Solar panel maker Envision Solar International Inc. has concerns about its ability to continue without the threat of liquidation, due to consistent losses and a large deficit.
In a May 14 10-Q filing with the U.S. Securities and Exchange Commission, the company said that it has doubts about its ability to continue as a going concern, or without the threat of liquidation, due to a deficit of more than $28 million and a loss of more than $1 million in the first quarter.
The San Diego-based company develops solar panels and related technology. Installed in locations such as the top decks of parking lots, Envision's "solar trees" (which are designed to look like trees) provide stations for charging electric cars.
Envision saw the impact of the macroeconomic state during 2012, it says in SEC filings, as potential customers weren't able to get the financing they needed to make large infrastructure purchases, negatively affecting business. Envision's customers include Dell Inc. (Nasdaq: DELL), which installed the solar trees at its Round Rock, Texas, headquarters, and General Motors Co.'s (NYSE: GM) Warren, Mich., facility.
"We believe these factors, combined with the overall economic conditions of the United States as it rebounds from a recession, have slowed companies from formalizing purchases," the company says in SEC filings.
The company's first quarter loss was about $1.05 million. For the fourth quarter of 2012, the company sustained a $983,123 loss.
Envision has taken some steps to improve liquidity, including raising more money. It has also extended the maturity dates on its loans. Since the beginning of the year, Envision has raised about $1.9 million through stock offerings, SEC filings show.
Envision is currently planning to raise an additional $100,000 through a private offering, and will initiate further offerings to provide additional working capital, the company says in SEC filings.
Envision director John Evey extended a 10 percent convertible promissory note, convertible into shares of common stock, to the company, which was set to mature on Dec. 31, 2011. The note's maturity was extended twice, and now the note matures Dec. 31, 2013. Envision currently owes $119,616, plus $3,067 in accrued interest on that note, SEC filings show.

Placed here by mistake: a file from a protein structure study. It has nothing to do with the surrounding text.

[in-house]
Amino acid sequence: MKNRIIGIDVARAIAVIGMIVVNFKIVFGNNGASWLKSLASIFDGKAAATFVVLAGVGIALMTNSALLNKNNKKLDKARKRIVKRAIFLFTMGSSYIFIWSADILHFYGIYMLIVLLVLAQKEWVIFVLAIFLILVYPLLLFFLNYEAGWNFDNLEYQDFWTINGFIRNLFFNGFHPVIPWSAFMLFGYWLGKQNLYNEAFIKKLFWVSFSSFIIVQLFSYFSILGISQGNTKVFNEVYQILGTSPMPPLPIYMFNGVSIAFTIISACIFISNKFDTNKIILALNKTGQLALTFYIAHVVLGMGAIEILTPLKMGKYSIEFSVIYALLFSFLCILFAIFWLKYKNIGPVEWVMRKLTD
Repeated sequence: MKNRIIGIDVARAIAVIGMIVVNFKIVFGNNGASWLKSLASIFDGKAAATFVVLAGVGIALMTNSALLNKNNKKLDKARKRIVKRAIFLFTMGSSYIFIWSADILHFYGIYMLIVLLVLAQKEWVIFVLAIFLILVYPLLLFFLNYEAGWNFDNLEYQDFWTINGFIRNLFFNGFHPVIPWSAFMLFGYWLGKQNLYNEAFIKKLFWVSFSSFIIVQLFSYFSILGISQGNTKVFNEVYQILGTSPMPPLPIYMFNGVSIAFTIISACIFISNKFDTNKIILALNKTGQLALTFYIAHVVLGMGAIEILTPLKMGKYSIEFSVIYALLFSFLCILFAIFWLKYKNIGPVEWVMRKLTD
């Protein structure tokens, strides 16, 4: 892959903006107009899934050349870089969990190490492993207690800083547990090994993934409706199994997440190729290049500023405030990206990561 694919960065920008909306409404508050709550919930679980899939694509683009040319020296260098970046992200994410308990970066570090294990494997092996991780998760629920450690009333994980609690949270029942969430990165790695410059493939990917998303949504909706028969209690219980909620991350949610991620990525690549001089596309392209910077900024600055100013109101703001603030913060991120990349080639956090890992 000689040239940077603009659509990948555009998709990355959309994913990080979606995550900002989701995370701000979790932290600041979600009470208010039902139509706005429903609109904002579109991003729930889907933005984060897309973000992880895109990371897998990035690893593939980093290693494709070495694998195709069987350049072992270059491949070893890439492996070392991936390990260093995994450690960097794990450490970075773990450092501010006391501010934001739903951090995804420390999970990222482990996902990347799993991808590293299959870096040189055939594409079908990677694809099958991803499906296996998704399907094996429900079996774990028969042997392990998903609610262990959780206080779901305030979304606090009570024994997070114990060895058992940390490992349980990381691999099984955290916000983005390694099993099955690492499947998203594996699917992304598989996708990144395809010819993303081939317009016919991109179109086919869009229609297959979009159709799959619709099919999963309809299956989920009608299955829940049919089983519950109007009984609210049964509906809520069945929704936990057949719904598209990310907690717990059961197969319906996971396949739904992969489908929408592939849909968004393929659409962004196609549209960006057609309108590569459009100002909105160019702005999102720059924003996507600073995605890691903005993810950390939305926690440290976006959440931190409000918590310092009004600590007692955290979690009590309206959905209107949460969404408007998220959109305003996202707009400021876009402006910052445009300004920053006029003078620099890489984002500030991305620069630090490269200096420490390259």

On Dec. 19, 2009, the company entered into a convertible promissory note for $100,000 with its landlord, instead of paying rent for a new office space for one year. That note also accrues 10 percent interest. Envision owes $132,822 on the note, including interest. The note's maturity date has been extended several times through Dec. 31.
Envision also owes $1.3 million on two notes with Gemini Master Fund Ltd. The maturity date on those notes was also extended through Dec. 31.
If the company succeeds with plans to extend maturity dates again, and with a $100,000 capital raise, it should be able to make minimum payments on the loans, according to SEC filings.
As a whole, U.S.-based solar panel makers have struggled. Many have filed for bankruptcy protection and liquidated, partially due to increased competition from China.
Fremont, Calif.-based Solyndra LLC, a solar panel company, sought bankruptcy protection on Sept. 6, 2011, saying in court papers that there was an oversupply of solar panels in the market due to the growing capacity of foreign manufacturers, which reduced pricing.
SpectraWatt, which manufactured multicrystalline silicon wafers for solar panels, filed on Aug. 19, 2011. The company said in court papers it was under stress because of manufacturers in China and other places.
Evergreen Solar, which also made multicrystalline silicon wafers for use in solar panels, filed for bankruptcy on Aug. 15, 2011. The company had started manufacturing products in a Wuhan, China, facility to try to reduce costs after facing increasing competition from Chinese manufacturers.
In March, one Chinese solar panel maker, Wuxi Suntech Power Holdings Co. Ltd., a subsidiary of Suntech Power Holdings Co. Ltd. (NYSE: STP), was placed into administration for restructuring purposes.